6) Attack, assault साहसस्तेयपारुष्यगोऽभिशापात्यये (sāhasasteyapāruṣyago'bhiśāpātyaye) Y.2.12.
7) Overcoming, mastering mentally, comprehending; बुद्धिश्च ते लोकैरपि दुरत्यया (buddhiśca te lokairapi duratyayā) Rām.
8) Overstepping; क्षुरस्य धारा निशिता दुरत्यया (kṣurasya dhārā niśitā duratyayā) Kena. Up.
9) A class kind. cf. अशुभे चापदि स्मृतः । अत्ययोऽ तिक्रमे कृच्छ्रे दोषे दण्डविनाशयोः (aśubhe cāpadi smṛtaḥ | atyayo' tikrame kṛcchre doṣe daṇḍavināśayoḥ) | Nm.
Derivable forms: atyayaḥ (अत्ययः).
--- OR ---
Atyaya (अत्यय).—&c. See under अती (atī).
See also (synonyms): atyayika.
--- OR ---
Atyāya (अत्याय).—a. [i or ay-ghañ]
2) Past going time.
-yaḥ 1 Transgression, violation.
2) Excess. P III.1.141.
3) Great gain or profit (atiśayito lābhaḥ).Source: Cologne Digital Sanskrit Dictionaries: Edgerton Buddhist Hybrid Sanskrit Dictionary
Atyaya (अत्यय).—m., (once nt., Avadāna-śataka ii.151.3), sin = Pali accaya (hardly in this sense in Sanskrit; Manu 8.243 is close to it but apparently isolated); with paśyati, dṛś-, recognize as a sin; with deśayati (rarely pratideśayati, āviṣkaroti) confess as a sin; with pratigṛhṇāti (rarely jānāti), accept (a con- fession of) a sin = forgive, absolve it; with kṣamāpayati (rare), ask forgiveness for a sin. Often atyayam atyayato instead of the simple atyayam, with all these expressions, in the same meanings. Pali uses accayam accayato, and verbs passati, deseti, paṭigaṇhāti, as in [Buddhist Hybrid Sanskrit]; also khamati, forgives: atyayo me Divyāvadāna 617.17, I have sinned; atyayam atyayataḥ paśyāmi Divyāvadāna 617.20; °°dṛṣṭvā deśayāmi, °°āviskaromi (so!) id. 20—21; atyayam atyayato dṛṣṭvā pratideśayati Lalitavistara 379.13; °yaṃ deśayanti Lalitavistara 409.22; °yo deśito Avadāna-śataka i.149.12—13; °yaṃ deśitavān 272.13; °yam °yato deśitam (as if nt.!) ii.151.3; °yam °yato deśaya, confess as a sin!, Śikṣāsamuccaya 58.15; Divyāvadāna 5.5; 55.1; 567.29—30 (read deśayāpy for °yāmy); 570.23; °yaṃ…deśayāmo Saddharmapuṇḍarīka 210.1; deśemahe atyayu Saddharmapuṇḍarīka 212.7; °yam °yato deśayāmy Gaṇḍavyūha 122.8; atyayaṃ no bhagavān pratigṛhṇātu Lalitavistara 379.6; bhagavān atyayam atyayato jānātu pratigṛhṇātu Divyāvadāna 617.22—3; atyayaṃ pratigṛhṇanṭu (subject the Buddhas) Suvarṇabhāsottamasūtra 30.8; sā tenātyayam atyayato kṣamāpitā Divyāvadāna 5.6, he asked her to pardon his offense. Once, atyayam atyayato āgamā(ḥ; aor.) Mūla-Sarvāstivāda-Vinaya i.43.5, you have arrived at (been guilty of) a sin.Source: Cologne Digital Sanskrit Dictionaries: Shabda-Sagara Sanskrit-English Dictionary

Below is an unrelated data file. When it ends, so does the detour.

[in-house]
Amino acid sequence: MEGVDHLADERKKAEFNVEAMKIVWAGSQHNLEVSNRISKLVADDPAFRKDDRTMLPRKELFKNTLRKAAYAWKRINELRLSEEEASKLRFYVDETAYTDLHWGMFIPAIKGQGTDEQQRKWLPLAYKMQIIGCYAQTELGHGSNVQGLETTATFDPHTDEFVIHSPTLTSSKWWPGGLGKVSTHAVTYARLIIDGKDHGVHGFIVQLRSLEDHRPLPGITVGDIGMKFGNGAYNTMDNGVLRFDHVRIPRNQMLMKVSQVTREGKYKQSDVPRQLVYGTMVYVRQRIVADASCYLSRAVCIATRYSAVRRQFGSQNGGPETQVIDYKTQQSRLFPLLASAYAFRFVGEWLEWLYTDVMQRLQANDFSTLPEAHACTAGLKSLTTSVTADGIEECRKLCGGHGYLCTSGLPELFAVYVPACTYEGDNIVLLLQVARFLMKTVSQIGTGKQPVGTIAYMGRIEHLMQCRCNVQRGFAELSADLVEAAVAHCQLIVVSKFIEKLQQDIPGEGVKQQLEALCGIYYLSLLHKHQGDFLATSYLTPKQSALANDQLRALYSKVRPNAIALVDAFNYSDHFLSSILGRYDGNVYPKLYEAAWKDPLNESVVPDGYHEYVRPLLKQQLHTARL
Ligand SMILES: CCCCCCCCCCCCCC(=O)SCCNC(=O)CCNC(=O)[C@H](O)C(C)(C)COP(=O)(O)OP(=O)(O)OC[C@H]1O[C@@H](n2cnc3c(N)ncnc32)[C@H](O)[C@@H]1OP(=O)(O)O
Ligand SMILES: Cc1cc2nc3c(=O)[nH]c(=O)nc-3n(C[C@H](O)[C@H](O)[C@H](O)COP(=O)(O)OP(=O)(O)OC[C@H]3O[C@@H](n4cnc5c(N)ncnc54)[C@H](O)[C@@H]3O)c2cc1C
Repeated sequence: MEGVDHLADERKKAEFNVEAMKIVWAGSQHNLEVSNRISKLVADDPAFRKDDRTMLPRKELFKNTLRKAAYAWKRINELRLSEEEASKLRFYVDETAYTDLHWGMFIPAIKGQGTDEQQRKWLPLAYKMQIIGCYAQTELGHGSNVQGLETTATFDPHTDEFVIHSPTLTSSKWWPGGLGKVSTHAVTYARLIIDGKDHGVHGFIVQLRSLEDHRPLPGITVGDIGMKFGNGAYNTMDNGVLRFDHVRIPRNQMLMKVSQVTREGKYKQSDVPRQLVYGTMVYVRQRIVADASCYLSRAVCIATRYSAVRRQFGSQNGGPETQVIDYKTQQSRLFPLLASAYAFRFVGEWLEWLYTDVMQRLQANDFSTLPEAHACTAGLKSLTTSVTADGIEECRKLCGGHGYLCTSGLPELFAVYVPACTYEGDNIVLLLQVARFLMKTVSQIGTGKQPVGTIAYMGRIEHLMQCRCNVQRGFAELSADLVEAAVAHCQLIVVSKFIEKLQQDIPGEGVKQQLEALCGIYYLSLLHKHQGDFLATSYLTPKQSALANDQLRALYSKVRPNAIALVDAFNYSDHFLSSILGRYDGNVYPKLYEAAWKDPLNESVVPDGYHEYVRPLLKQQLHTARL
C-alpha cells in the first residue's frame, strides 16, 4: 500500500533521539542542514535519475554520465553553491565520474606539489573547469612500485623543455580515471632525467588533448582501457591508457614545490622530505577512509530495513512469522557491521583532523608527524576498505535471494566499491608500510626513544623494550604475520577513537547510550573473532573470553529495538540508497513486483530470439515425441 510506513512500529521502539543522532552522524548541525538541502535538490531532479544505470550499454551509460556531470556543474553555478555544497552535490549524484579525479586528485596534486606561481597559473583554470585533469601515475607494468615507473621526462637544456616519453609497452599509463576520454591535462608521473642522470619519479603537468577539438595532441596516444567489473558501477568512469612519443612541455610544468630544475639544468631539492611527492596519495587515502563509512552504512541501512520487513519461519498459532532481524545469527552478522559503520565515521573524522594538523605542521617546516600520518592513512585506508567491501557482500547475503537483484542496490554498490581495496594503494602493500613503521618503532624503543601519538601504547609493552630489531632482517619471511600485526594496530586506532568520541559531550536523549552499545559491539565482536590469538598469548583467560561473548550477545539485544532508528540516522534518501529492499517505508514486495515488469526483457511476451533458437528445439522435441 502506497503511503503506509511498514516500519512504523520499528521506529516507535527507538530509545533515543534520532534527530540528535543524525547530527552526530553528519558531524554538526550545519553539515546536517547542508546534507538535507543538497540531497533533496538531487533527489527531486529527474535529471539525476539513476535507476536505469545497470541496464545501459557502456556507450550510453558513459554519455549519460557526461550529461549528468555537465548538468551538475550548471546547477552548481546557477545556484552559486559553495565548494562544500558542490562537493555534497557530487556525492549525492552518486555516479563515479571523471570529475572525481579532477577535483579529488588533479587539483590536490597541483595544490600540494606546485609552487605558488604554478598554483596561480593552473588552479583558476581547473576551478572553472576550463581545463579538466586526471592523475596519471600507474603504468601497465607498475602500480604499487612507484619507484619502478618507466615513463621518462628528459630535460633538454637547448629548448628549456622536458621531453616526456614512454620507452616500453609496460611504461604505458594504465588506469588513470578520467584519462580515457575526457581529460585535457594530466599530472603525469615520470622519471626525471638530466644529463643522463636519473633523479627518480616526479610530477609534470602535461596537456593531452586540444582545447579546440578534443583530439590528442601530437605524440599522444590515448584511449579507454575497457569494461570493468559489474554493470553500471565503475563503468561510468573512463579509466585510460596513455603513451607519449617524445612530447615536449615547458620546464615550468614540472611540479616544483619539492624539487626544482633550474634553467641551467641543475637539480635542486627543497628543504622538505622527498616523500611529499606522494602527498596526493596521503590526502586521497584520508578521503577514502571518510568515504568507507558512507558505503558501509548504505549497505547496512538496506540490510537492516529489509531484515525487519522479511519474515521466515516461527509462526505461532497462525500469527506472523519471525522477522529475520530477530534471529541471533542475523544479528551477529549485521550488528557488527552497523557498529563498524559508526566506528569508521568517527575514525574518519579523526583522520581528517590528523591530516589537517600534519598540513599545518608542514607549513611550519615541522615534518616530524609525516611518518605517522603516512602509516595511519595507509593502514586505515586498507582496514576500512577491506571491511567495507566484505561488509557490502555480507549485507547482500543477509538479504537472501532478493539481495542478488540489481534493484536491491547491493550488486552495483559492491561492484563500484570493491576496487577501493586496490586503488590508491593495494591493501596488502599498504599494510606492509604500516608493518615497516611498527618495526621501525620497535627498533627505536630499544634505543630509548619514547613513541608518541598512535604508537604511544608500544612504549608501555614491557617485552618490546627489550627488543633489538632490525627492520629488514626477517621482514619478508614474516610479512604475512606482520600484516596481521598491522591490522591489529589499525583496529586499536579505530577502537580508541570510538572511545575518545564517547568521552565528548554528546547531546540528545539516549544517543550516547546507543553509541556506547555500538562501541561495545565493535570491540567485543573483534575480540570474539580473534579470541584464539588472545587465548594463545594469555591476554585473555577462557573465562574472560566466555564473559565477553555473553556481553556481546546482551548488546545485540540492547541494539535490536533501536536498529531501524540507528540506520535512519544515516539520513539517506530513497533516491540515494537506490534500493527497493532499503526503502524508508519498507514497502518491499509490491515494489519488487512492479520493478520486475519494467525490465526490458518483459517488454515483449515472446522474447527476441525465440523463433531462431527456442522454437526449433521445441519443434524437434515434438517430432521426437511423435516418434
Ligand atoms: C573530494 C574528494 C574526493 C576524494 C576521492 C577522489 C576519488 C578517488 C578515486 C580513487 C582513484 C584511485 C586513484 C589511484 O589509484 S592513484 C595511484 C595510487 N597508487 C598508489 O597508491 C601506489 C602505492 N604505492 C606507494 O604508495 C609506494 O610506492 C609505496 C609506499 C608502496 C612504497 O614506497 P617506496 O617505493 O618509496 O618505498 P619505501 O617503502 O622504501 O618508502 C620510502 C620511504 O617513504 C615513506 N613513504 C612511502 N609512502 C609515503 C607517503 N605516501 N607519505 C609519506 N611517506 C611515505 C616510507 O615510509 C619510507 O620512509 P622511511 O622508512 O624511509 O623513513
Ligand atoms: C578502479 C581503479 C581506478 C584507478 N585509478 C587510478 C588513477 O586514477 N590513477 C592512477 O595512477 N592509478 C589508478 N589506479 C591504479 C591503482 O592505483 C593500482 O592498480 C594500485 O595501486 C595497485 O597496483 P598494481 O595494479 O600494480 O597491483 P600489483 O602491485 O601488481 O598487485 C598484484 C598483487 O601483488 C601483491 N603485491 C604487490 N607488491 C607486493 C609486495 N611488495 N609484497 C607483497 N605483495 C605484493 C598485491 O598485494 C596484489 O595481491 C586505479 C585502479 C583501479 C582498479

(-yaḥ) 1. Death. 2. Distress. 3. Transgression. 4. Vice, fault, guilt. 5. Punishment. 6. Going over or beyond. 7. Absence. 8. Loss, destruction. E. ati beyond, away, iṇa to go, and ac aff.Source: Cologne Digital Sanskrit Dictionaries: Benfey Sanskrit-English Dictionary
Atyaya (अत्यय).—i. e. ati-i + a, m. 1. Passing away, lapse (of time), [Mānavadharmaśāstra] 8, 145. 2. Death. 3. Danger, [Mānavadharmaśāstra] 5, 27. 4. Transgression, crime, fault, [Mānavadharmaśāstra] 8, 243; dāpyo 'ṣṭaguṇam atyayam, ‘he shall be fined eight times the amount of the defraudation,’ [Mānavadharmaśāstra] 8, 400.Source: Cologne Digital Sanskrit Dictionaries: Cappeller Sanskrit-English Dictionary
Atyaya (अत्यय).—[masculine] going beyond, passing-away; transgression, offence, sin; distress, pain, danger; end, death.
--- OR ---
Atyāyā (अत्याया).—pass by ([accusative]).
Atyāyā is a Sanskrit compound consisting of the terms atyā and yā (या).Source: Cologne Digital Sanskrit Dictionaries: Monier-Williams Sanskrit-English Dictionary
1) Atyaya (अत्यय):—[=aty-aya] [from atī] a See sub voce
2) Atyāya (अत्याय):—[=aty-āya] [from atī] a See sub voce
3) Atyaya (अत्यय):—[=aty-aya] b m. ([from] √i with ati See atī), passing, lapse, passage
4) [v.s. ...] passing away, perishing, death
5) [v.s. ...] danger, risk, evil, suffering
6) [v.s. ...] transgression, guilt, vice
7) [v.s. ...] getting at, attacking, [Yājñavalkya ii, 1 2]
8) [v.s. ...] overcoming, mastering (mentally)
9) [v.s. ...] a class, [Chāndogya-upaniṣad]
10) [v.s. ...] (also) confession of sins, [Lalita-vistara]